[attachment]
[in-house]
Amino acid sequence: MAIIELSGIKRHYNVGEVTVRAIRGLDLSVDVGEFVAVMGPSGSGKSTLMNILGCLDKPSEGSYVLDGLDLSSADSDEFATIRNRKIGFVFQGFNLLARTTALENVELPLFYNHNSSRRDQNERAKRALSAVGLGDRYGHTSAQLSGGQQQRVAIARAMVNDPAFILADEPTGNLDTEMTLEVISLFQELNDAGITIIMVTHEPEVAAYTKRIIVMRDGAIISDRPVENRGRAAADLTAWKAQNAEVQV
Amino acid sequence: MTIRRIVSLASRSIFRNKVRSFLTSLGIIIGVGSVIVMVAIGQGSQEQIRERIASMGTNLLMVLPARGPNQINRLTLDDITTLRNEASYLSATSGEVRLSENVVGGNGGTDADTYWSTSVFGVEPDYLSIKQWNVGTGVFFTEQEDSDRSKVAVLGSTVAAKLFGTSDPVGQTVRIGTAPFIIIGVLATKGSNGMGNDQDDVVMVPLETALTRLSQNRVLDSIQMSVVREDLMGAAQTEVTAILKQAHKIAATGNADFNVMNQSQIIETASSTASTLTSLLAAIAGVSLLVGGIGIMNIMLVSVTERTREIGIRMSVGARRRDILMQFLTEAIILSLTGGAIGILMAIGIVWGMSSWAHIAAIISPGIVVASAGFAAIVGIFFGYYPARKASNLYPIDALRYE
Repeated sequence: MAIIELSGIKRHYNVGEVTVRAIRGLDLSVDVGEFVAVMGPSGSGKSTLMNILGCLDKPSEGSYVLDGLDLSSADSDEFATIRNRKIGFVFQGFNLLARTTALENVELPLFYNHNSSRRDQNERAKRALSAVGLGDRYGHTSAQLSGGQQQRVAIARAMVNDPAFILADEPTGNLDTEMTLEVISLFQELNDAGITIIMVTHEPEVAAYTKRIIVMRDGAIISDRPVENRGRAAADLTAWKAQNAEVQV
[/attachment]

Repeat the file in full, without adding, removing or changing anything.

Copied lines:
[in-house]
Amino acid sequence: MAIIELSGIKRHYNVGEVTVRAIRGLDLSVDVGEFVAVMGPSGSGKSTLMNILGCLDKPSEGSYVLDGLDLSSADSDEFATIRNRKIGFVFQGFNLLARTTALENVELPLFYNHNSSRRDQNERAKRALSAVGLGDRYGHTSAQLSGGQQQRVAIARAMVNDPAFILADEPTGNLDTEMTLEVISLFQELNDAGITIIMVTHEPEVAAYTKRIIVMRDGAIISDRPVENRGRAAADLTAWKAQNAEVQV
Amino acid sequence: MTIRRIVSLASRSIFRNKVRSFLTSLGIIIGVGSVIVMVAIGQGSQEQIRERIASMGTNLLMVLPARGPNQINRLTLDDITTLRNEASYLSATSGEVRLSENVVGGNGGTDADTYWSTSVFGVEPDYLSIKQWNVGTGVFFTEQEDSDRSKVAVLGSTVAAKLFGTSDPVGQTVRIGTAPFIIIGVLATKGSNGMGNDQDDVVMVPLETALTRLSQNRVLDSIQMSVVREDLMGAAQTEVTAILKQAHKIAATGNADFNVMNQSQIIETASSTASTLTSLLAAIAGVSLLVGGIGIMNIMLVSVTERTREIGIRMSVGARRRDILMQFLTEAIILSLTGGAIGILMAIGIVWGMSSWAHIAAIISPGIVVASAGFAAIVGIFFGYYPARKASNLYPIDALRYE
Repeated sequence: MAIIELSGIKRHYNVGEVTVRAIRGLDLSVDVGEFVAVMGPSGSGKSTLMNILGCLDKPSEGSYVLDGLDLSSADSDEFATIRNRKIGFVFQGFNLLARTTALENVELPLFYNHNSSRRDQNERAKRALSAVGLGDRYGHTSAQLSGGQQQRVAIARAMVNDPAFILADEPTGNLDTEMTLEVISLFQELNDAGITIIMVTHEPEVAAYTKRIIVMRDGAIISDRPVENRGRAAADLTAWKAQNAEVQV